Oxygen and pH evaluation is most useful to anglers on larger lakes and reservoirs where miles of shoreline twist and turn to form numerous channels, bays, coves and other such places which may be subject to wide variations in water temperature, light penetration and, most important, oxygen and pH levels.

They Gotta Breathe!

All species of fish must have enough dissolved oxygen in the water around them in order to live. Although bass are quite tolerant with regard to other environmental variables, their requirement for minimum oxygen levels is absolute. There can be no compromise or adaptation. If oxygen levels are too high, or too low, they must either move out of the area altogether, or perish!

Survivable oxygen levels for bass range from 5 to 13 parts per million (ppm), though they highly prefer and will seek out waters with 9 to 12 ppm oxygen. If the oxygen level falls below 3 ppm, the fish will die of asphyxiation. And if they remain in areas with more than 13 ppm, they will experience oxygen poisoning.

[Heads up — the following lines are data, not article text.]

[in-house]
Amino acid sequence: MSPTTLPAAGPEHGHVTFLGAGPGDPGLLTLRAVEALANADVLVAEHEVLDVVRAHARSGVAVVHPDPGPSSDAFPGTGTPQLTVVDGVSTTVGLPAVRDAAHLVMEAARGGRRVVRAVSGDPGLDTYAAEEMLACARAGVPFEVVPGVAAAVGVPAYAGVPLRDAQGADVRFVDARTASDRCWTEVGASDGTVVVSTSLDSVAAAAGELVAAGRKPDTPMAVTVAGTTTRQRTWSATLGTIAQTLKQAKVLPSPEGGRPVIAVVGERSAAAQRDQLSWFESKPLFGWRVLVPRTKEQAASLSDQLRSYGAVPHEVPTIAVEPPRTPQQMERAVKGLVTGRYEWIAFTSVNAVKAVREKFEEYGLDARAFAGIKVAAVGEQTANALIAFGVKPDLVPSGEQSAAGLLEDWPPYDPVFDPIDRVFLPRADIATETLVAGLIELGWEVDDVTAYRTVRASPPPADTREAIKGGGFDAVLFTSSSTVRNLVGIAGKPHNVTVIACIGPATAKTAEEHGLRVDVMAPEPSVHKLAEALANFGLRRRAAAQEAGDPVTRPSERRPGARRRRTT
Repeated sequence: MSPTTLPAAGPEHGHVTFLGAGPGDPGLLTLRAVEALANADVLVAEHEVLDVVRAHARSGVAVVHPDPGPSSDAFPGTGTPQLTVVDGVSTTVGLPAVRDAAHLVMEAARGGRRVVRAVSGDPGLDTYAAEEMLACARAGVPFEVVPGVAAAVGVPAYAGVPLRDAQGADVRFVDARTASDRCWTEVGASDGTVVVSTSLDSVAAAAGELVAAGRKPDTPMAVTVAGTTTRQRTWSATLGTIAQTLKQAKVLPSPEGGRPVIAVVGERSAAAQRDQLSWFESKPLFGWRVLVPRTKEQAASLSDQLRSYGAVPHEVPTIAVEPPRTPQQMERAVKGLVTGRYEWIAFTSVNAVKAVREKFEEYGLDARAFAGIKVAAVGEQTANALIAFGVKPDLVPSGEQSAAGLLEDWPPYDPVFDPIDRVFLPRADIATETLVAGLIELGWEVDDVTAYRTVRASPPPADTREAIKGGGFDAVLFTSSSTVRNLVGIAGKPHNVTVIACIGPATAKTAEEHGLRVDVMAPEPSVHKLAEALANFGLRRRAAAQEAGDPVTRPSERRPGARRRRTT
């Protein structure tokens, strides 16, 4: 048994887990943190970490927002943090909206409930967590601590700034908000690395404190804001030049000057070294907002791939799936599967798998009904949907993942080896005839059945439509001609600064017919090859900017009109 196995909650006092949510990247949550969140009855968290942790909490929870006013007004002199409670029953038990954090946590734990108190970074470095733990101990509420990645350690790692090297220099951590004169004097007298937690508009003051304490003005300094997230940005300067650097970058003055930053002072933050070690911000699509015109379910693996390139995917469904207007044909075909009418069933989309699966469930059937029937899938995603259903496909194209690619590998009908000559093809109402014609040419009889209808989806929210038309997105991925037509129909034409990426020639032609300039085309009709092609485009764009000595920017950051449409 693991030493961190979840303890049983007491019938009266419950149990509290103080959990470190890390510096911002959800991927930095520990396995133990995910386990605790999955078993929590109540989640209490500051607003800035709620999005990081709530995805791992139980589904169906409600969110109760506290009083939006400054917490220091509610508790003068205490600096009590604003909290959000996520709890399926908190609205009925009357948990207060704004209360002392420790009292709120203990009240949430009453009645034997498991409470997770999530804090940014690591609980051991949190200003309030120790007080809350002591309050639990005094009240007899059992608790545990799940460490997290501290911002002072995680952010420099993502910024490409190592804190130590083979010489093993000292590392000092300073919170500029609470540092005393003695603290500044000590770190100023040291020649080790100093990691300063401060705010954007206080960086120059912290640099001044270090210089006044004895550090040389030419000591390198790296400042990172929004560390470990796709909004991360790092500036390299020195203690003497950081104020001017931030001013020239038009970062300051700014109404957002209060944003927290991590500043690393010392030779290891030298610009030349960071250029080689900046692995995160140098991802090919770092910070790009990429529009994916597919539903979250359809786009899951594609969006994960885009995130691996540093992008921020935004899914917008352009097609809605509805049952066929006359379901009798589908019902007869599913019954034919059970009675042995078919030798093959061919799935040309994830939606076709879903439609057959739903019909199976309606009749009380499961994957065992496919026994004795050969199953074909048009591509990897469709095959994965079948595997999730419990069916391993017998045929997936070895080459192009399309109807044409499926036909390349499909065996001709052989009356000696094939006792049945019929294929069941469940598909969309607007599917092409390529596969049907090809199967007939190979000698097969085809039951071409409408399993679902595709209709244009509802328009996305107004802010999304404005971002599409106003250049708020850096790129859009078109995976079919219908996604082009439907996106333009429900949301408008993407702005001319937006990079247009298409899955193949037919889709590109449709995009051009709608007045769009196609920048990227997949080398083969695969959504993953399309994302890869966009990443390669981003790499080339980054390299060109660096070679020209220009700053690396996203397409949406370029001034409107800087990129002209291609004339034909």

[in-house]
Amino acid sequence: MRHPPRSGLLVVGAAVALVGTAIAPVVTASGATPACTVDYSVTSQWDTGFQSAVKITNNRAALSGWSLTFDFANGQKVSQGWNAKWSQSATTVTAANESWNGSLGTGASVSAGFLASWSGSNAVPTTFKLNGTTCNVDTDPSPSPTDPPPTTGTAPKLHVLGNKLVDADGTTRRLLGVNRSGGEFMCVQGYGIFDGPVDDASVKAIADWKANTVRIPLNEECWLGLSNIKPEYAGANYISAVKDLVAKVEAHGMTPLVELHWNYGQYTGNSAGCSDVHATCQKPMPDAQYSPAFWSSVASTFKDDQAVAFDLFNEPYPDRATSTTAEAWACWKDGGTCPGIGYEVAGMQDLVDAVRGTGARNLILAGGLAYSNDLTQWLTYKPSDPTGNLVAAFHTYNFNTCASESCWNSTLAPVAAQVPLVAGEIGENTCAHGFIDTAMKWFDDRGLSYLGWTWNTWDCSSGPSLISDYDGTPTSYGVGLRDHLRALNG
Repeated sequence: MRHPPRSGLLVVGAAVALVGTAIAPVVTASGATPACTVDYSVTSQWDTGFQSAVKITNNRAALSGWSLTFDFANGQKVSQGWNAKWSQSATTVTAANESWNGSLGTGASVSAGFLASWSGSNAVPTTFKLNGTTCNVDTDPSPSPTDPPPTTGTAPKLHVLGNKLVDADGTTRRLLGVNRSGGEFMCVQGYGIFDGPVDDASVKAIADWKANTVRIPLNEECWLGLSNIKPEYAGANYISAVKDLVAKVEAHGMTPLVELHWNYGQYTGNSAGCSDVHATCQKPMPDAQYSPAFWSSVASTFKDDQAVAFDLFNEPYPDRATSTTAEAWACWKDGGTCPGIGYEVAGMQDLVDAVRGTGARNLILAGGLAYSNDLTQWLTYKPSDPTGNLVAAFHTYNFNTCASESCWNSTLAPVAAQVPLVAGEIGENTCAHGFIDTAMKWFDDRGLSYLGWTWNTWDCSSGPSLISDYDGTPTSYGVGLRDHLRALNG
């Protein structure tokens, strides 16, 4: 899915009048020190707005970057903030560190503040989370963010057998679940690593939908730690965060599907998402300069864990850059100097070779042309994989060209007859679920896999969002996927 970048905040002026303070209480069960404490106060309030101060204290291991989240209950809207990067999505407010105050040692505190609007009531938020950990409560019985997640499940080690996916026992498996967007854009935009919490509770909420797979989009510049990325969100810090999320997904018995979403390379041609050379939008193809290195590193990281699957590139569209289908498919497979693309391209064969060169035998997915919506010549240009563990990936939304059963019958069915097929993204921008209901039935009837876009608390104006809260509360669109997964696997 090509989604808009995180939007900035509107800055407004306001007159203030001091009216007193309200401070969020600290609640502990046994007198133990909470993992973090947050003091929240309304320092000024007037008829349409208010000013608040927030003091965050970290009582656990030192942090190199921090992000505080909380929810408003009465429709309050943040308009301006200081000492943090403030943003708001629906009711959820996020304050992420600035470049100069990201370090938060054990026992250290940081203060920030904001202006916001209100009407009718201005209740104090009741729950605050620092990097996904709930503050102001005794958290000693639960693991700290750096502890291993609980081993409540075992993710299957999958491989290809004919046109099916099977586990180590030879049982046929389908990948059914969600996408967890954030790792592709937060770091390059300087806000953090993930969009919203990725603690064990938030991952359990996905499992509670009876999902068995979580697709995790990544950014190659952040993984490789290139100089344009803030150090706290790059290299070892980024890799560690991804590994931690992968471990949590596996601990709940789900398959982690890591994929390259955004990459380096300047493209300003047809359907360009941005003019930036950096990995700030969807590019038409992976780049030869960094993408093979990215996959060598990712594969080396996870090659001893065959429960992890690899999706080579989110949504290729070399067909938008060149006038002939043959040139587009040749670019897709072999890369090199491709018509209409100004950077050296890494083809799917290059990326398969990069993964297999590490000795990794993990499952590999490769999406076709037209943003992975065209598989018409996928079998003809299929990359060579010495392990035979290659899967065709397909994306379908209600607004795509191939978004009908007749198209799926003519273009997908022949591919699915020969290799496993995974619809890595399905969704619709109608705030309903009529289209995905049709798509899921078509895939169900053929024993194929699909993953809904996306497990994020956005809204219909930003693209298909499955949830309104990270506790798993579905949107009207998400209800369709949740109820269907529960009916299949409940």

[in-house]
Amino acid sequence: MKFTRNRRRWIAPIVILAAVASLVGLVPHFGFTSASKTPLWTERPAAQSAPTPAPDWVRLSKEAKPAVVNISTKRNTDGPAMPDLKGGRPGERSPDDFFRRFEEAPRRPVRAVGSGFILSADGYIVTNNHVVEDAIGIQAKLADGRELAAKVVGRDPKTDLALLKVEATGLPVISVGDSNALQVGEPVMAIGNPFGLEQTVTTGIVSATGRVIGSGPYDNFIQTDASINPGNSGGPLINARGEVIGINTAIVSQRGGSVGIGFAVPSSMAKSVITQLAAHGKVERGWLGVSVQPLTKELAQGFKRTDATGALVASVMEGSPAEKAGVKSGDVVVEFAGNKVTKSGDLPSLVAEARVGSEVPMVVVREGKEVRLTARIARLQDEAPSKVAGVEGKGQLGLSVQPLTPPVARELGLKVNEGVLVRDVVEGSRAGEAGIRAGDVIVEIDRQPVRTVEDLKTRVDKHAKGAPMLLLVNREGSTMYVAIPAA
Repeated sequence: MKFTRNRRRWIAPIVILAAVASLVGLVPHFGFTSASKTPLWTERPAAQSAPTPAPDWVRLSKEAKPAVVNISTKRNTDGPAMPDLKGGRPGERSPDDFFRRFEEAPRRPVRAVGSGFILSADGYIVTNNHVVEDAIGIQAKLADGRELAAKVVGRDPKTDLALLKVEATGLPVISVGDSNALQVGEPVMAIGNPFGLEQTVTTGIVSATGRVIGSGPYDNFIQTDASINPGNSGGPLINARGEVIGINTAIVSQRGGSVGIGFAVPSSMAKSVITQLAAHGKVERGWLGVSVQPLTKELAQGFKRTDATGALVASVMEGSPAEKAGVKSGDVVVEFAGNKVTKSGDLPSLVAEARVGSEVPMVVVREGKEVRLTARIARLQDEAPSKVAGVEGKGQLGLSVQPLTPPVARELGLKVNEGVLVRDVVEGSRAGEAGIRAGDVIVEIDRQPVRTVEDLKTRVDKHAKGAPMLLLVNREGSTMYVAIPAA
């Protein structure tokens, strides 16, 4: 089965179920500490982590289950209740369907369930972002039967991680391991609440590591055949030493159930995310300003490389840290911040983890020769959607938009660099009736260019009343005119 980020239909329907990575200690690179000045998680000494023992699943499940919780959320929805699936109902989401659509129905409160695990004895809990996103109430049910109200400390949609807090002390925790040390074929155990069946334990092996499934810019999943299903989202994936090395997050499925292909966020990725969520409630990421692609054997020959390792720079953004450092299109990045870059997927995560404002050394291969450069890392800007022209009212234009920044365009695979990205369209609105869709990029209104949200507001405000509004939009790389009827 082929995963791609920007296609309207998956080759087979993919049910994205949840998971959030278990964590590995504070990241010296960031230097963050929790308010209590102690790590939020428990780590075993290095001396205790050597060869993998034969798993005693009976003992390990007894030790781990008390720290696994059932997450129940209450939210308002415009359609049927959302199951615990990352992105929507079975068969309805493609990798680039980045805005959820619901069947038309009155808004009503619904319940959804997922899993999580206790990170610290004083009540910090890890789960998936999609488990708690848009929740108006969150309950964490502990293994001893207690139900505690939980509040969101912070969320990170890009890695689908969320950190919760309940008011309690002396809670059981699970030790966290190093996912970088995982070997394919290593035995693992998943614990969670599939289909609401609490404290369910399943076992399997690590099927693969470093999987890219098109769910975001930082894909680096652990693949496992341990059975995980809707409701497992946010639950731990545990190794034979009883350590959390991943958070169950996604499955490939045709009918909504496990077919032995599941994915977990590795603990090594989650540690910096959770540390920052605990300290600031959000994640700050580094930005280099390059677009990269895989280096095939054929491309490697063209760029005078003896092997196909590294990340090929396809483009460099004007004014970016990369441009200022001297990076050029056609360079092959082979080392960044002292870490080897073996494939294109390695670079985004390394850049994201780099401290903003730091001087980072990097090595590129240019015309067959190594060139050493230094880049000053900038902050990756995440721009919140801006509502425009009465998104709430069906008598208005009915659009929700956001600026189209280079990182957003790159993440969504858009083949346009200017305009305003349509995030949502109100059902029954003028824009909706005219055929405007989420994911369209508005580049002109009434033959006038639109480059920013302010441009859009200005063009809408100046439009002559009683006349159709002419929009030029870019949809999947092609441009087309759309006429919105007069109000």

The effects of oxygen depletion or oversaturation are most likely to be noticed in the late summer and fall months, and though they may last only a day or two, they also may last several weeks. This is why anglers should frequently take oxygen level readings in those lake sections they fish most regularly, especially if they are having difficulty finding and catching bass.

Most oxygen meters available today are small, battery-operated, hand-held devices that cost less than $50 and are available through mail-order houses such as Bass Pro Shops and Cabela's. They have an oxygen-sensing probe attached to a metered line that is lowered into the water to various depths. When a button is pushed, a needle gauge registers the parts per million of oxygen in that area.